Comments made to The Times of Israel by a Salafist adviser to Egypt’s president have sparked a series of denials by him and his associates, as a Lebanese daily lambasted the Islamist hardliner on Thursday for “normalization” with Israel.
Emad Abdel-Ghafour, head of the Salafist al-Watan party and an adviser to President Mohammed Morsi on social outreach, told The Times of Israel on Sunday that he had “no problem” with the peace accords between Egypt and Israel, but demanded that the agreement be amended to allow more Egyptian soldiers to enter the Sinai Peninsula. (Abdel-Ghafour was speaking to this correspondent, who introduced himself as a Times of Israel reporter and wore a press-accreditation badge to this effect, on the sidelines of the World Economic Forum on the Middle East, The WEF was held last weekend, on the Jordanian side of the Dead Sea.)
In comments reported by Egyptian daily Al-Youm As-Sabi’ on Monday, however, Abdel-Ghafour denied endorsing the peace agreement and claimed he never spoke to the Israeli media.
“I have not spoken to anyone but the Washington Post,” Abdel-Ghafour was quoted by the daily as saying.
A statement issued by his party al-Watan, published on Tuesday by the independent Egyptian daily Al-Shorouk, claimed that The Times of Israel report on Abdel-Ghafour was “fabricated and completely false.” His deputy, Yusri Hammad, told the Egyptian news website Sawt El-Balad that he was unaware of any such interview, adding that the opinions voiced in the article “do not represent Dr. Emad Abdel-Ghafour’s views.”
In comments to Al-Wafd, an Egyptian daily published by the liberal party of the same name, Abdel-Ghafour admitted to voicing comments on Israel, though he said he never claimed not to have a problem with the Camp David Accords.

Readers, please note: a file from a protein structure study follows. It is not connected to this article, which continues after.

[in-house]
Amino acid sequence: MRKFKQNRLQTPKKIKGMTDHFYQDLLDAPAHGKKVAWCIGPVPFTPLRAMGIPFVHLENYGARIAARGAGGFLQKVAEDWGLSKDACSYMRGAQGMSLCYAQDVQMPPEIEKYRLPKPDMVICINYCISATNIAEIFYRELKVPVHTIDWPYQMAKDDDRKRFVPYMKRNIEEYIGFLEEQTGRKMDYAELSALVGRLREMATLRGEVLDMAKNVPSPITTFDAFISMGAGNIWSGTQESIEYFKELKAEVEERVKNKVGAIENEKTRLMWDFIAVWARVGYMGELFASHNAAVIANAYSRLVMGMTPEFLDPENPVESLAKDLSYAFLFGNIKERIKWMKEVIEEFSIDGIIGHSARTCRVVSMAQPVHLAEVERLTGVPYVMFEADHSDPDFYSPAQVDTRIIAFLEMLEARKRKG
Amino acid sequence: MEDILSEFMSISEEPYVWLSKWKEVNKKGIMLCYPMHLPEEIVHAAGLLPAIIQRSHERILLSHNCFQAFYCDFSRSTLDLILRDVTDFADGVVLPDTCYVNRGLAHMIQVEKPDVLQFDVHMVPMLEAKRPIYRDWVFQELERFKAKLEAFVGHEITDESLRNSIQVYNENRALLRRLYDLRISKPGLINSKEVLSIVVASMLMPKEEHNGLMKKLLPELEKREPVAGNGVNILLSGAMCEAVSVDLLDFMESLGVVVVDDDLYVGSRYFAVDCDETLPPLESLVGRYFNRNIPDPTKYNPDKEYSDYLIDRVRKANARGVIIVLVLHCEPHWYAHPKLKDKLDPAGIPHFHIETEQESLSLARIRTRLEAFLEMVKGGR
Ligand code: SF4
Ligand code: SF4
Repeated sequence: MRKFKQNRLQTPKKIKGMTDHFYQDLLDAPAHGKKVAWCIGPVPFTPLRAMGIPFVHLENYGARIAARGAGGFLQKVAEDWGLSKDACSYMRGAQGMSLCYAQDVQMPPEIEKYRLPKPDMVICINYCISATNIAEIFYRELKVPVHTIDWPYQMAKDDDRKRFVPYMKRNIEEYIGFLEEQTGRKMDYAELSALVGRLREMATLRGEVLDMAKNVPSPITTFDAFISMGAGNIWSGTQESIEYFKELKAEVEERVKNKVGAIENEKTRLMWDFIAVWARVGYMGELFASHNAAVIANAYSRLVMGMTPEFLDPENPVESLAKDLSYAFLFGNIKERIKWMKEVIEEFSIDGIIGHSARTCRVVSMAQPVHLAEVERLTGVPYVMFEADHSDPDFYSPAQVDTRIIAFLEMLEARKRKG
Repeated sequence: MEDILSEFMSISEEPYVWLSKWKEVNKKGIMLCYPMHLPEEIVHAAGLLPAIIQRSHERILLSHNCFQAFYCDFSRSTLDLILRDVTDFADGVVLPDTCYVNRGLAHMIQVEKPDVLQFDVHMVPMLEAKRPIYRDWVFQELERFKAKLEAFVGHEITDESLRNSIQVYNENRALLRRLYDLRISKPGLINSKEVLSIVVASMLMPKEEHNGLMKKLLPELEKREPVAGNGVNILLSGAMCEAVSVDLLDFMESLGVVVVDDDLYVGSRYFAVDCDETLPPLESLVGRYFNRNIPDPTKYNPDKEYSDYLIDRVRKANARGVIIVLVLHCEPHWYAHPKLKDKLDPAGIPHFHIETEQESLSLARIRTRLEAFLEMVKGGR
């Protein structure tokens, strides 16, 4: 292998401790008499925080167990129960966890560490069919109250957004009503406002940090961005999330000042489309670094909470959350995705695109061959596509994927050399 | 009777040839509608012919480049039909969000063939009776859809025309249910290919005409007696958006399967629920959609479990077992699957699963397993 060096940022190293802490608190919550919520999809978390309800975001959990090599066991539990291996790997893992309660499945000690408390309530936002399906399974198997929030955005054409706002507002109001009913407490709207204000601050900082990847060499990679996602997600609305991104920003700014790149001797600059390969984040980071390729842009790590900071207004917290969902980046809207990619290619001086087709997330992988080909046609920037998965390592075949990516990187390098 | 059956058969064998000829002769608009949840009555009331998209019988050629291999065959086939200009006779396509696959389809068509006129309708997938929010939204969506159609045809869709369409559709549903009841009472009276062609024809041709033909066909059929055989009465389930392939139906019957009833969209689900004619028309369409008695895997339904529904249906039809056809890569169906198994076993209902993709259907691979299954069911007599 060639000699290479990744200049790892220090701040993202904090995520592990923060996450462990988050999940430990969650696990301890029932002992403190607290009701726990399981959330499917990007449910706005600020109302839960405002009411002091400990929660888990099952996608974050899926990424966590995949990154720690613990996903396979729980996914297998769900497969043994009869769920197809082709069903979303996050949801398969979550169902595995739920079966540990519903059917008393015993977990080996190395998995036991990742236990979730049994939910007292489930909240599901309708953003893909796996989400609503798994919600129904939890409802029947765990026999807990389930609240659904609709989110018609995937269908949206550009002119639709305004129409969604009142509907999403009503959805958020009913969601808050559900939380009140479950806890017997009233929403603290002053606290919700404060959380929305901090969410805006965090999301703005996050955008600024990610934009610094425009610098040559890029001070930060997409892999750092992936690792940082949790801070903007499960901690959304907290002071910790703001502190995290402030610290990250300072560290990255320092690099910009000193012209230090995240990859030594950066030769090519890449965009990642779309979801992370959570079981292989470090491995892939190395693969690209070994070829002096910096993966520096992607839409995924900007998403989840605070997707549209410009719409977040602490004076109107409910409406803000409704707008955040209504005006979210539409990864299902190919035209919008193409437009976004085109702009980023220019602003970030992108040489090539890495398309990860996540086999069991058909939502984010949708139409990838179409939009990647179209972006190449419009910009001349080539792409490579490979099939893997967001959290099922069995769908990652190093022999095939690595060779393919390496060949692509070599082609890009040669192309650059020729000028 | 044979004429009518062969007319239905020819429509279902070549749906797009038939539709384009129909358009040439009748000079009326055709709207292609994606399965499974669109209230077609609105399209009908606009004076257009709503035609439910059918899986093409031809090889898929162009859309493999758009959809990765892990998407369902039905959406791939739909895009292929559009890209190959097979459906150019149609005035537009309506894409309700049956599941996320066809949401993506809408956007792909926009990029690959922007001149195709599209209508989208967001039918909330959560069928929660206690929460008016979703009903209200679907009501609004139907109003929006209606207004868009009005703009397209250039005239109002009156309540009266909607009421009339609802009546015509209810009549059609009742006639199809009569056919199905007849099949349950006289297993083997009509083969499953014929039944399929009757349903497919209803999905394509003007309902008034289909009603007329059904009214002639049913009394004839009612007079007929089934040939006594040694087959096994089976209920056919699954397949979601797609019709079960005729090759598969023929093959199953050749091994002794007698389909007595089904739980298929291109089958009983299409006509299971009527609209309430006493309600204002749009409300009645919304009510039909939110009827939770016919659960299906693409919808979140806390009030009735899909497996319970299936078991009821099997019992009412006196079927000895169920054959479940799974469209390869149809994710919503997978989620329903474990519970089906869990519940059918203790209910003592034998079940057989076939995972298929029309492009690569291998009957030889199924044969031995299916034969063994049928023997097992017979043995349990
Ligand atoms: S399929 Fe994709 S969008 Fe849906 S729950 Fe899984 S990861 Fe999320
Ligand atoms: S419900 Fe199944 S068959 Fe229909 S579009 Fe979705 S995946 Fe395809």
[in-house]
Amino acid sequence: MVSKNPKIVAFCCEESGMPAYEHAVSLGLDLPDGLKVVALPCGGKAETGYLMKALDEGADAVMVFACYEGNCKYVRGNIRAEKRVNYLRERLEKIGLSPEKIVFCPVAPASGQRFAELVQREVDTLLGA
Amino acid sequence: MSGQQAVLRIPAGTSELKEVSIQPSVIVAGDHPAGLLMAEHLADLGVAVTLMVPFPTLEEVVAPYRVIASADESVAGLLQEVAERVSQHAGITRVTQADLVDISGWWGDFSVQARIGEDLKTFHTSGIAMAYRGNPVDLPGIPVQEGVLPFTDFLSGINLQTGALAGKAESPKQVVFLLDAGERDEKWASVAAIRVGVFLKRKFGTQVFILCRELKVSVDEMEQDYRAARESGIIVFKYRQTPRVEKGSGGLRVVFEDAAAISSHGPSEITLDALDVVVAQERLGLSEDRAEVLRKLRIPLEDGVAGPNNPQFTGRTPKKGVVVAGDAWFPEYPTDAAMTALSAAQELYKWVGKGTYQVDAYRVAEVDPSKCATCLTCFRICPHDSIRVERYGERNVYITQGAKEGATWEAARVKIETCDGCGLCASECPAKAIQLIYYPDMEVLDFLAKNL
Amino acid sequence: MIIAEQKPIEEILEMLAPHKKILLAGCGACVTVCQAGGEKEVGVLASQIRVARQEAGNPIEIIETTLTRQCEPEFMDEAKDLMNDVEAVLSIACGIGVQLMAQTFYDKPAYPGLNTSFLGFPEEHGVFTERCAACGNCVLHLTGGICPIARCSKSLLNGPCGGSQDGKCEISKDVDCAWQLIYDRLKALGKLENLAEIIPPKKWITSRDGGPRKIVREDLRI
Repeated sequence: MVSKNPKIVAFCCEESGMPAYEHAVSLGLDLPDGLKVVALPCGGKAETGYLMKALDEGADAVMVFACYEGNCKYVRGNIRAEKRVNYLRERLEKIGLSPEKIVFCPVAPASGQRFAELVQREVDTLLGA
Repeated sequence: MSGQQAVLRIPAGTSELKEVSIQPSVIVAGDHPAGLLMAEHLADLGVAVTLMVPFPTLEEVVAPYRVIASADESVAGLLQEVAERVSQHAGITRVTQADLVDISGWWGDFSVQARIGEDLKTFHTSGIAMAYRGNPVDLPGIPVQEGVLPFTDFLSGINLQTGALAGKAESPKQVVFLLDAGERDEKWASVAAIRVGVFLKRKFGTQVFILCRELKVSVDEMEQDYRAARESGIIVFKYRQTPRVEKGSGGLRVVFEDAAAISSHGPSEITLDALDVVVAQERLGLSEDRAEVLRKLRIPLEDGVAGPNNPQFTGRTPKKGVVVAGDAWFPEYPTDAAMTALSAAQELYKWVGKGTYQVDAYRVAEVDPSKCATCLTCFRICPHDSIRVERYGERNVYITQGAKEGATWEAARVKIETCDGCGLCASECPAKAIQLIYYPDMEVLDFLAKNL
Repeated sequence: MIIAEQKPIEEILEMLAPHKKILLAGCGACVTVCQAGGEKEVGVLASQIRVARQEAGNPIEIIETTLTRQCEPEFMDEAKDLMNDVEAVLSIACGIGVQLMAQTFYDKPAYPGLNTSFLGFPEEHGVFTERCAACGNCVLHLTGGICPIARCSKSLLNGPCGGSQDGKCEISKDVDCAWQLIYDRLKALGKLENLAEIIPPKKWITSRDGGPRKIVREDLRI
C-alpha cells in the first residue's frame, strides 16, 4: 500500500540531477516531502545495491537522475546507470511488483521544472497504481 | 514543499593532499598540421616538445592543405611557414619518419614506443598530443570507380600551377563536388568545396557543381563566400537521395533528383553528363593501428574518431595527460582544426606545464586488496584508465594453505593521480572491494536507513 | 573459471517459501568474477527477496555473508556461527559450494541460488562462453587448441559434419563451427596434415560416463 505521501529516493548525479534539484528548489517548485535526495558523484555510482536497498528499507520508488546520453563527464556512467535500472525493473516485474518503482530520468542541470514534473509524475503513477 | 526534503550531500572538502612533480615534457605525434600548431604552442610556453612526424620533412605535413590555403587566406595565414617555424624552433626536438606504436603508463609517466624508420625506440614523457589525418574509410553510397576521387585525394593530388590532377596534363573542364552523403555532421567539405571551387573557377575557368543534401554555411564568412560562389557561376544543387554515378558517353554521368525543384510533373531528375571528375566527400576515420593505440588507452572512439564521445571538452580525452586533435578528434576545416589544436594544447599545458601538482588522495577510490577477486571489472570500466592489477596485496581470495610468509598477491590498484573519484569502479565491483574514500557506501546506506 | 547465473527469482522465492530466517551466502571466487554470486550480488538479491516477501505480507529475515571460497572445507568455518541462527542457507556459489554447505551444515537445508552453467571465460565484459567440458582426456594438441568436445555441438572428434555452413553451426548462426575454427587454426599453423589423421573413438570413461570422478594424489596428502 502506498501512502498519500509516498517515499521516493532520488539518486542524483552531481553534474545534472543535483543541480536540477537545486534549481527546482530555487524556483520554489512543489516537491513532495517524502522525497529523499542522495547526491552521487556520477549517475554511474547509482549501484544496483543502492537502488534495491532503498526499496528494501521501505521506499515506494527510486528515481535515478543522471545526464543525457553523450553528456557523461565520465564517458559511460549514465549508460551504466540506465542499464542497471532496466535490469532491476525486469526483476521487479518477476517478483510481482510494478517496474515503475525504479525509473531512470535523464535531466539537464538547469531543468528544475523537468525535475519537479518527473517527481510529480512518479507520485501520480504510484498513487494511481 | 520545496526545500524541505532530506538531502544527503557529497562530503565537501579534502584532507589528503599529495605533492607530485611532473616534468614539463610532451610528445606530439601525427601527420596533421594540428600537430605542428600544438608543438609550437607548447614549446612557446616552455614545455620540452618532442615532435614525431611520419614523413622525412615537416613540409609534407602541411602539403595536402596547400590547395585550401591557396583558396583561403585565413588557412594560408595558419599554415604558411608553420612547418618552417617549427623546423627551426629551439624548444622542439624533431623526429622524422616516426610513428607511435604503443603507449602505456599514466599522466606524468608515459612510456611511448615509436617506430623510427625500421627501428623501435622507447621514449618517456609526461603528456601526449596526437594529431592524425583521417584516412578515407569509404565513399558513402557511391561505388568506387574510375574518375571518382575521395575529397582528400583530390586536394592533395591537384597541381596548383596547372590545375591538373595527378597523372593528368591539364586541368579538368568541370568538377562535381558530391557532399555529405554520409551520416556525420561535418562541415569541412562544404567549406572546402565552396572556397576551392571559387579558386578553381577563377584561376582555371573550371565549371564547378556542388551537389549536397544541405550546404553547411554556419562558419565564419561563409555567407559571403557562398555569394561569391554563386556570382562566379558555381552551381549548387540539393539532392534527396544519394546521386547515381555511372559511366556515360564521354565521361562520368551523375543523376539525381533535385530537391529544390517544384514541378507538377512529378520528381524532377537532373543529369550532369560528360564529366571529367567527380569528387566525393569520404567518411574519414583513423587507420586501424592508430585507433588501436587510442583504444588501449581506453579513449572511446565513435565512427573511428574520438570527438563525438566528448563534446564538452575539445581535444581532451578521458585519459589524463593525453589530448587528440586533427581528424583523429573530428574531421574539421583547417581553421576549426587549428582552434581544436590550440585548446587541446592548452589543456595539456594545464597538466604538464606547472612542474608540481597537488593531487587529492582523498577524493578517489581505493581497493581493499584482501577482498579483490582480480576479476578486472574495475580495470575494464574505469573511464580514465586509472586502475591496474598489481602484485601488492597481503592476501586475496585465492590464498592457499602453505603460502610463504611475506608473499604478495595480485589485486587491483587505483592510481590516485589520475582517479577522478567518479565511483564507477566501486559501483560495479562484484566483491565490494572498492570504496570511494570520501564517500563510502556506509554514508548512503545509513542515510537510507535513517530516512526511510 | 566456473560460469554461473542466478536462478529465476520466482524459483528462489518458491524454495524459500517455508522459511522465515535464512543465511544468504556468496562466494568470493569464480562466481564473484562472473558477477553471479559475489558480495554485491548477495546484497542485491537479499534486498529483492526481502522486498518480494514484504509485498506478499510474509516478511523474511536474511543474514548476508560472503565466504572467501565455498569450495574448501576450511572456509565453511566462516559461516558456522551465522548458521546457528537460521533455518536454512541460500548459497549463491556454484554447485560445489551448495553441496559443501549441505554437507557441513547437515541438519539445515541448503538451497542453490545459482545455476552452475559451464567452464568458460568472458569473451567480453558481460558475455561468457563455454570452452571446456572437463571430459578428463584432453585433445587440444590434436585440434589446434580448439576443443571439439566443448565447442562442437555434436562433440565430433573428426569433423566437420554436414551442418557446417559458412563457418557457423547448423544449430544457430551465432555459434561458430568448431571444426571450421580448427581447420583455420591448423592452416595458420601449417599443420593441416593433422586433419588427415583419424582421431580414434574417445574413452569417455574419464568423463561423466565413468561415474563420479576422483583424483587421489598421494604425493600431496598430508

“I never made statements to Israeli newspapers. What happened was a discussion which took place on the sidelines of the World Economic Forum on Sunday. I answered a question regarding the Camp David Accords and my answer was: ‘The agreement needs urgent amendment, especially since we need to reexamine the military presence in Sinai… Our position on the Zionist entity is well known for a while.”
Abdel-Ghafour ended with advice to Al-Wafd’s readers not to believe everything reported by the Israeli media.
The Hezbollah-affiliated Lebanese daily As-Safir, evidently unpersuaded by Abdel-Ghafour’s various denials, used the interview to slam its Salafist adversaries. In an article titled “Egyptian Salafists court Israel,” the newspaper claimed on Thursday that Abdel-Ghafour’s interview was part of a larger Salafist bid to woo the West at the expense of the Muslim Brotherhood.
“Abdel-Ghafour’s comments exposed him to attack,” claimed the daily. “What he said, does not merely imply normalization between Salafists and Israelis, but sends the message that the Salafists — who spoke so much about Jihad against Israelis during the Mubarak era — are just like the Brotherhood; they have come to ‘guarantee’ peace for the occupying state.”
As-Safir quoted “a source close to Abdel-Ghafour” as saying that the Salafist leader made the statements despite not believing in them “given the current circumstances,” and since “it was inappropriate to speak about hostility toward regional countries” in such a respectable international setting.
Abdel-Ghafour resigned as founder and head of the Nour party — which won a quarter of the seats in the Egyptian parliament in the 2011 elections — and founded al-Watan in January 2013.
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